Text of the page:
Senate Democrats circulated a jobs bill Tuesday that's light on new initiatives on boosting hiring and heavy with provisions sought by lobbyists for doctors and the satellite broadcasting industry.
The 362-page measure is still in draft form and has not been officially released. It has bipartisan backing but very few new ideas for creating jobs, other than a $10 billion plan to exempt companies from paying the employer's share of Social Security payroll taxes for new hires if they are unemployed and hired this year.
The idea, by Sens. Chuck Schumer, D-N.Y., and Orrin Hatch, R-Utah, is regarded as more workable than President Barack Obama's plan for tax credits of up to $5,000 for new hires.
The rest of the measure is mostly comprised of last year's unfinished business, including renewal of business tax breaks that have expired, an extension of unemployment benefits and health insurance subsidies and forestalling a cut in Medicare payments for doctors.
The jobs bill is politically important for Democrats seeking to respond to public anxiety about the economy. But the measure also has a lot of pull with an assortment of lobbying groups seeking to extend a raft of tax breaks and other benefits that expire at the end of the month.
The measure ignores some of Obama's ideas, including the per-job tax credit, a $250 payment to Social Security recipients and $25 billion in help for cash-strapped states.
Instead, the cornerstone of the plan would exempt companies from paying the employer's share of Social Security payroll taxes for new hires — as long as those people had been unemployed at least 60 days.
The overall measure would cost roughly $80 billion, said Minority Leader Mitch McConnell, R-Ky. Many elements would be financed by a variety of provisions closing tax loopholes such as one enjoyed by paper companies that get a credit from burning a dirty pulpmaking byproduct known "black liquor" as if it were an alternative fuel.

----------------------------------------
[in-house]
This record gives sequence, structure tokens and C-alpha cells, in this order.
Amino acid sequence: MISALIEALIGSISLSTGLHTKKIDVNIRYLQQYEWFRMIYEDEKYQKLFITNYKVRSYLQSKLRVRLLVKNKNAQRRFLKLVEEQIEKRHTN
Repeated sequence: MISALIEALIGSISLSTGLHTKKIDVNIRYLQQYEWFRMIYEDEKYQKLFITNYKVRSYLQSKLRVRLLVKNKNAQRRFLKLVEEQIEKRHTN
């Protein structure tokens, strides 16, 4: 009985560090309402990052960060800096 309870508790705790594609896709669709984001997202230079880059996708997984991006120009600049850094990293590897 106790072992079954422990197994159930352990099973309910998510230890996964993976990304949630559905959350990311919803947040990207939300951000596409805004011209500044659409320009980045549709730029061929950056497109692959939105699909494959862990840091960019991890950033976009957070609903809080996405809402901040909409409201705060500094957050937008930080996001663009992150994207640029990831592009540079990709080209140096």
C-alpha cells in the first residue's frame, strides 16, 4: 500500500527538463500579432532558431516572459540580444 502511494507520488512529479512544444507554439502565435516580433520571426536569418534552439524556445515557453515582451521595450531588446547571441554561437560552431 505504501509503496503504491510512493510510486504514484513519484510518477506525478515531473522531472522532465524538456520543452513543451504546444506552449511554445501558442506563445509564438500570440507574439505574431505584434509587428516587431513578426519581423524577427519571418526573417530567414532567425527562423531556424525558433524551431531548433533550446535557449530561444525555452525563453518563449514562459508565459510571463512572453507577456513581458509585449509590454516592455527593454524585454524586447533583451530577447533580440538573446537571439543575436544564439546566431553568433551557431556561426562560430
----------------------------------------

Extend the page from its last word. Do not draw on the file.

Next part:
Senate Majority Leader Harry Reid, D-Nev., said he hopes to release the measure officially later Tuesday with hopes of passing it this week, despite a second major snowstorm in less than a week bearing down on the Washington area.
Reid said he expected the bill to get bipartisan support. But McConnell said he could not sign off on the package because many of his members had not yet seen the details.
The powerful physicians' lobby is behind a plan to prevent them from absorbing a 21 percent cut in Medicare payments — but only wins relief through Sept. 30. Small businesses would continue to be able to write off equipment purchases as a business expense.
About $33 billion in popular tax breaks, including an income tax deduction for sales and property taxes and a business tax credit for research and development, would be extended through 2010.
There's still disagreement over some ideas, GOP aides said, including whether to add $20 billion in general Treasury funds to highway accounts for jobs-creating highway and bridge projects. The aides spoke on condition of anonymity due to the delicacy of the talks.